Poly : Google’s open library of free VR/AR goodies


For developers creating content tools for virtual and augmented reality content, what a nice start to the month. And you can thank Google. November 1 marked the introduction of Poly, where you go to browse, discover and download 3D objects.

As of November 1, the Poly site is available. Zvinakis said, “Search thousands of free models for use in your AR or VR apps.
“Get started at poly.google.com.

“If you’re building for virtual and augmented reality, you need 3D objects for your apps. With Tilt Brush and Blocks, we’ve made 3D creation easier. Now, we want to enable creators and developers to build on everyone’s work.

That’s why we created Poly: one place to browse, discover and download 3D objects.”

With Poly, you can search through thousands of free objects and you can download to use in an AR or VR application. They are inviting you to start viewing at poly.google.com

This serves a special need too.

With the growth of virtual and augmented reality, more and more 3D objects are needed; these objects are not so easy to come by. Ryan Whitwam in Android Police mentioned realities, as “designing 3D models for apps can still be difficult and time-consuming.” With this initiative, he said, Google aims to lessen the hassle.

Co. Design called it “a new kind of clip art, in an attempt from Google “to build the world’s most accessible library of shareable 3D objects to use for anything.”

That “for anything” is brought home by Abner Li in 9to5Google:

“Besides serving as a library for creators, Poly is open for anyone to look through on mobile and desktop browsers. The website lets users ‘Explore’ categories like Animals & Creatures, Art, and Nature. Items can also be shared as a GIF or viewed in VR through Cardboard or Daydream View.”

So, how generous a choice of objects is there on Poly?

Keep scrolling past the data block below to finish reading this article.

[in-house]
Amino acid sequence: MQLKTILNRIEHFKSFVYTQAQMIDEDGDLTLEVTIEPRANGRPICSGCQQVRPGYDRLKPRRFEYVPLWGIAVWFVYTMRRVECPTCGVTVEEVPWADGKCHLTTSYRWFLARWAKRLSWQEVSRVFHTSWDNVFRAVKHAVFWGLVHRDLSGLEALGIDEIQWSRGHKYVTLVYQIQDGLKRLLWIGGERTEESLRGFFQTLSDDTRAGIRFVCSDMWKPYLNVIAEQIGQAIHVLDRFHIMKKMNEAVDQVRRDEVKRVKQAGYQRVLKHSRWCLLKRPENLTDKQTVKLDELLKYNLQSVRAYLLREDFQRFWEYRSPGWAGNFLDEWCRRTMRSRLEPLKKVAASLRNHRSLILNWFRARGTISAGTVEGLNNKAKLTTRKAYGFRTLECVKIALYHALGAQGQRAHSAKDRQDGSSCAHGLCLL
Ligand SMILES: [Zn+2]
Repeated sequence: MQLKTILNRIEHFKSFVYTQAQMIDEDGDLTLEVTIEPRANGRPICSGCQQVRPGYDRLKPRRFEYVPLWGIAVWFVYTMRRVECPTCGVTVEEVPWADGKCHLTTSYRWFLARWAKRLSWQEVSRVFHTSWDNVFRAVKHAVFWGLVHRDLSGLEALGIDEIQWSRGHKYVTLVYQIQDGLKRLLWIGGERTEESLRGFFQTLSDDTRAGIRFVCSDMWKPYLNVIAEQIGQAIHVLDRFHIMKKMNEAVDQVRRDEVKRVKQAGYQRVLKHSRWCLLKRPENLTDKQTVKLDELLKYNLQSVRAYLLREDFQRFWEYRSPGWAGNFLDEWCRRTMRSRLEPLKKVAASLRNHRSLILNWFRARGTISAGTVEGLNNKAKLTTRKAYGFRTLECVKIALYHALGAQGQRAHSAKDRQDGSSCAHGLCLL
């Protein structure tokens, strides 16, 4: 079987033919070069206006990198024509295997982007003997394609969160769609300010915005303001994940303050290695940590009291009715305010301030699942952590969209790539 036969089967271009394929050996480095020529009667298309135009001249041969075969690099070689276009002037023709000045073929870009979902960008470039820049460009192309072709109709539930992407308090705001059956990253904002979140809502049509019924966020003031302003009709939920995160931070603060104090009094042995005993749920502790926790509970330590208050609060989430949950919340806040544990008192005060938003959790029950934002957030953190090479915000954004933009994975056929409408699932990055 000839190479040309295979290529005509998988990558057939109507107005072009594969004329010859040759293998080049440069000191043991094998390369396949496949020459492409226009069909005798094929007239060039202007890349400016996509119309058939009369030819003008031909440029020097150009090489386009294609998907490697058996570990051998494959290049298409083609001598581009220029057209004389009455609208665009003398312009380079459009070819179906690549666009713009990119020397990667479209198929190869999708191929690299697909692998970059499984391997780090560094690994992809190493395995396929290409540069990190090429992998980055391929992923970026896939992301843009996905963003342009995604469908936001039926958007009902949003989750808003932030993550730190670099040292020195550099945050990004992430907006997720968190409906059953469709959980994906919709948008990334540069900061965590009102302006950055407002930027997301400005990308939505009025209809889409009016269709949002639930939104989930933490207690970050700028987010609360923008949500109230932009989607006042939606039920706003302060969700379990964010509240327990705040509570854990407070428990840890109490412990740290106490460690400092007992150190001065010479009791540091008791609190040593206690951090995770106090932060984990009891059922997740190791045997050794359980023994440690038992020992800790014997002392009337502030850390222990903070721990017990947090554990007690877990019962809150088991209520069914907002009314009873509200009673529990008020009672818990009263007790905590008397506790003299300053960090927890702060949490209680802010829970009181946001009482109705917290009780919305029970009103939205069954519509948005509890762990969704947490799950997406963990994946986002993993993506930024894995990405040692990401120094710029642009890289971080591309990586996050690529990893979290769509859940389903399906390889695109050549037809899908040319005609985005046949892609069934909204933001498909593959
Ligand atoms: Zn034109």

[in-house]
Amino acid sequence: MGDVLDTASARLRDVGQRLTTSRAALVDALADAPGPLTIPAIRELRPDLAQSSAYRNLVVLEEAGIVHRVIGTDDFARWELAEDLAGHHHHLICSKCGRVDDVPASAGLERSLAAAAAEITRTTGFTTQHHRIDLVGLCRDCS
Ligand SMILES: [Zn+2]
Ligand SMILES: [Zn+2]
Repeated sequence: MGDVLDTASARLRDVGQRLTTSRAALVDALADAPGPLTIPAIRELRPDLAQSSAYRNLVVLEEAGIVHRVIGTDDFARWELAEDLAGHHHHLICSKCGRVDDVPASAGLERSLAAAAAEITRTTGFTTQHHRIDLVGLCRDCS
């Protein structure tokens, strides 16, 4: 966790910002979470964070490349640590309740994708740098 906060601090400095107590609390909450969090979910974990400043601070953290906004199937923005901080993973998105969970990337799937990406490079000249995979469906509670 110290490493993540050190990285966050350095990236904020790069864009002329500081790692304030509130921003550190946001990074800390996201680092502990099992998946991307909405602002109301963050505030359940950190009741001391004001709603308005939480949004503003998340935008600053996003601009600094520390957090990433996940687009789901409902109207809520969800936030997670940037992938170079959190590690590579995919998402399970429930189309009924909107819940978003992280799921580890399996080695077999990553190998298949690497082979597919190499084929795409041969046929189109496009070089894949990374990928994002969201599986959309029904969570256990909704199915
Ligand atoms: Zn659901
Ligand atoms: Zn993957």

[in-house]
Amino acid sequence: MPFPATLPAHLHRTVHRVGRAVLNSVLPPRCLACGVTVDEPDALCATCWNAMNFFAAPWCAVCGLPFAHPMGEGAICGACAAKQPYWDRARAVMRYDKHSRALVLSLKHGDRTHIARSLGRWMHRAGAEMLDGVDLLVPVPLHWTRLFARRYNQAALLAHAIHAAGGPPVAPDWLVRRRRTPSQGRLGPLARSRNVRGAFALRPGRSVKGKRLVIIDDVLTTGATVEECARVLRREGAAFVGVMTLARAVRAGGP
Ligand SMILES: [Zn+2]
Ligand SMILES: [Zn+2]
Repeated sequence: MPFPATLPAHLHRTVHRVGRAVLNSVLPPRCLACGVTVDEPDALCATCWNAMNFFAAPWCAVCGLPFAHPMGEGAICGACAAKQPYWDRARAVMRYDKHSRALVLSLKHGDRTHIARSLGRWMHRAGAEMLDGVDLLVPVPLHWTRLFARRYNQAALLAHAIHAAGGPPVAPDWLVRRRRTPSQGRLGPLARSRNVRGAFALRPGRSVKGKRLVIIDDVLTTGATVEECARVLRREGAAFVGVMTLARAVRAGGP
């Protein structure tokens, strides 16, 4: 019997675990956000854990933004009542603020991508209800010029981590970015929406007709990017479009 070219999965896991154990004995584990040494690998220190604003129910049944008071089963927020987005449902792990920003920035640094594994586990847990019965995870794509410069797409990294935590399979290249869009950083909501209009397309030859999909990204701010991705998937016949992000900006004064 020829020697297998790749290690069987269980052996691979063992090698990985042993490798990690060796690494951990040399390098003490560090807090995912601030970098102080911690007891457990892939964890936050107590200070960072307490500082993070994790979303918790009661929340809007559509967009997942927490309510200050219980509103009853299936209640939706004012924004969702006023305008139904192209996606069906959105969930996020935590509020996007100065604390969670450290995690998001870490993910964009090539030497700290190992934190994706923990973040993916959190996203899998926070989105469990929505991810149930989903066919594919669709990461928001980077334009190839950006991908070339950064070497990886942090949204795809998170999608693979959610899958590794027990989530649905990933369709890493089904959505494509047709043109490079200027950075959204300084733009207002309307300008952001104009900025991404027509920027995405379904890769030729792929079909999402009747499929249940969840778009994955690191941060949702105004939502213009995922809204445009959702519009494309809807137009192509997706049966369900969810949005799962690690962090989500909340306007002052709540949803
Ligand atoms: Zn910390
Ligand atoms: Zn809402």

Dozens of cat variants, teacups and daisy figures? Fast Company senior writer Mark Wilson said, “Poly is already stuffed with seemingly endless assets. From a room-scale rendition of Starry Night, to a perfect Lego brick, to a cheeseburger that, quite politically, places the cheese both over and under the beef.”

A wide choice of objects is not the only advantage. A remix is possible. Poly, said Whitwam, “supports remixing and editing via Google’s design tools.”

Let’ say you want to tweak an image; then remixing then Zvinakis told how:

Click “like” to import a remixable object into Tilt Brush or Blocks. Make changes. “Poly will automatically credit and link to the original creation when you publish your remix.”

In time, we might see the kind of impact Poly will have as describe4d by some tech watchers this week.

Wilson wrote in Co.Design that Google is “building a library of models that speed up and ease the process of using a new digital medium, much like Clip Art made it possible for new computer users to make documents in Word.”

Emma Boyle in TechRadar: “If app developers no longer have to spend endless hours crafting 3D models and can take select items from Poly completely free of charge, we’re likely to see AR apps hit the app store at a much faster pace.

More information: poly.google.com/
blog.google/products/google-vr … -objects-and-scenes/


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